Yet, regardless of all of this, there was something about taking Ava to school that first day that just didn’t feel “right” to me. I’ve made a lot of parenting decisions in the past five years and I have to say I’ve felt peaceful about pretty much every one of them. Sure, I made some wrong choices here and there, but as for the big decisions, I’ve felt good about them. However, there was something about dropping Ava off that didn’t feel peaceful to me.

Last week I reread a post I wrote almost a year ago called Is Home Schooling Right For Us? At the time, I was leaning toward home schooling, but wanted to keep my options open. Jody and I ended up visiting a few public schools including a charter school, a regular public school and an International Baccalaureate World school (also public). We made our decision and hoped for the best. Somewhere in there the idea of home schooling got lost in the shuffle. Also, I was dealing with some heavy duty anxiety as I was diagnosed with anxiety disorder this winter and didn’t feel like I could add another thing (home schooling) to my plate.

Now here we are, a week into the school year and I’m reconsidering home schooling. There’s a great, very active home schooling community in my area and I feel like, if I wanted to pursue this, I’m in a good head space to do it now. However, I am not going to make any rash decisions. We are going to see how it goes for now. I’m going to do more research. There were a slew of helpful comments with links in my Is Home Schooling Right For Us? post and I need to read up on them. What I’d like to do is supplement a bit at home while Ava is in kindergarten and see how she responds to that and how I do with it too. If the supplemental home schooling goes well and I feel like she could learn from me and if I don’t fall in love with her school over the next several months, then we might give home schooling a try for first grade. We’ll see.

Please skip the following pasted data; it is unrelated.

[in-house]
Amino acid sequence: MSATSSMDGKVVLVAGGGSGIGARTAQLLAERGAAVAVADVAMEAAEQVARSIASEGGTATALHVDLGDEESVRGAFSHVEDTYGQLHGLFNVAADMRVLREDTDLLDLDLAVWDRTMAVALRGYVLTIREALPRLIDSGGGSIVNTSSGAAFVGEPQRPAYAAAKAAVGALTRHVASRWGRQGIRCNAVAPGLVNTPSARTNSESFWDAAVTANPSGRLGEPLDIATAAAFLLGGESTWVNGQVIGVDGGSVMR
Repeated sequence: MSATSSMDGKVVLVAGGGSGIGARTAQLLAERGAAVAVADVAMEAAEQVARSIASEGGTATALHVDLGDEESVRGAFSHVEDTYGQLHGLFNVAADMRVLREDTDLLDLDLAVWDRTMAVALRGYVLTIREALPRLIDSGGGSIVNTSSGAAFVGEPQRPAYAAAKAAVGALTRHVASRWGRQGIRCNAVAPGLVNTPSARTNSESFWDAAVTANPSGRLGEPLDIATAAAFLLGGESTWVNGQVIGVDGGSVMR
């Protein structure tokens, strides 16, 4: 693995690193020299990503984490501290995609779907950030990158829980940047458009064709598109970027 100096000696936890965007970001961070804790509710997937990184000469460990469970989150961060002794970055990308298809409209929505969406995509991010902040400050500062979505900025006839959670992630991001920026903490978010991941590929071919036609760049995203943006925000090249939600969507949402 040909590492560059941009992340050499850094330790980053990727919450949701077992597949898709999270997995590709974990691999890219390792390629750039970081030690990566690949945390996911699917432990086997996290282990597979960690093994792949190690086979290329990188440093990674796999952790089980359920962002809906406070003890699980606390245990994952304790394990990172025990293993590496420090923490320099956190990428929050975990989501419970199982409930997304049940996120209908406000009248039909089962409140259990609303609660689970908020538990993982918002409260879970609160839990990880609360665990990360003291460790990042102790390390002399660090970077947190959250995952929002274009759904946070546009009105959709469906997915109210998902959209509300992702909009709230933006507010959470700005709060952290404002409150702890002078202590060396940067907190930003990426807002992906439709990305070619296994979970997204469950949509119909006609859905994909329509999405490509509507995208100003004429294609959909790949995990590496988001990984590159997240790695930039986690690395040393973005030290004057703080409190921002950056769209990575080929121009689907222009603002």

For now I’m going to try to stay positive (especially around Ava) and go to a volunteer orientation this week so I can start volunteering in the classroom and do some reconnaissance help out and see how it all works. I’ve already been emailing with the principal about the possibility of donating a Clean Well wall-mounted hand sanitizer dispenser for the classroom (by the way, I’ll be giving away some Clean Well products soon!) and to obtain the Material Safety Data Sheets (boy, are those a fun read :P) so I could take a look at what kinds of cleaning products are used in the school. I hope I’m not coming off as a pain in the ass, but rather a parent who’s concerned about the health and well-being of her child and all children in the school. The principal did encourage me to stay in touch, thanked me for my interest and said “parents like you are what make “X” the great school it is!” That last part struck me as a bit form letter-esque, but I’d like to think that she means it.

I like that I have choices and the option of changing my mind. I like that I can get involved and maybe make a positive difference. And I will keep asking my questions because knowledge is power.

I’ll be posting the rest of Ava’s first day of kindergarten pics soon. (Yes, I finally picked up my SLR again after a several month hiatus and it felt good.) 🙂

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Bit by the gardening bug

I’ve been working on honing my gardening skills for the past four years. In 2005, I participated in a couple community garden plots with a group of friends. That’s where Ava and I got our first taste of gardening. We liked it and we wanted more. 🙂

How’s this for a blast to the past?

In 2006 and 2007, not yet ready to commit to my own garden plot either in a community garden or my own backyard, I did some container gardening on my patio.

By 2008, I could stand it no longer and had to put in a “real” garden, so Jody and I cleared out a patch of grass in the backyard and I got to plant my first real garden on my own. I grew strawberries, tomatoes, zucchini, yellow crookneck squash, and green beans, as well as feverfew, sunflowers and chamomile. I planted everything way too close together because I was working with a very limited amount of space and totally underestimated how big everything would get. Still I got quite a bit of produce and thoroughly enjoyed the experience.

This year, once again feeling the next to expand, I was hoping to find another patch of space in my yard that gets a decent amount of sunlight to convert into another garden. (It’s both a blessing and a curse that most of our backyard is shaded by the large trees that grow back there. It’s great because I don’t have to worry about the kids getting sun burned, but it’s a pain because there’s very little space to grow anything that requires sunlight.) After much deliberation (and cursing as we kept running into large tree roots), Jody and I decided on putting in two raised garden beds. Jody built the beds for me using both new and used wood. It would’ve been nice and significantly cheaper to get all used wood, but we didn’t have time to search for it for that long.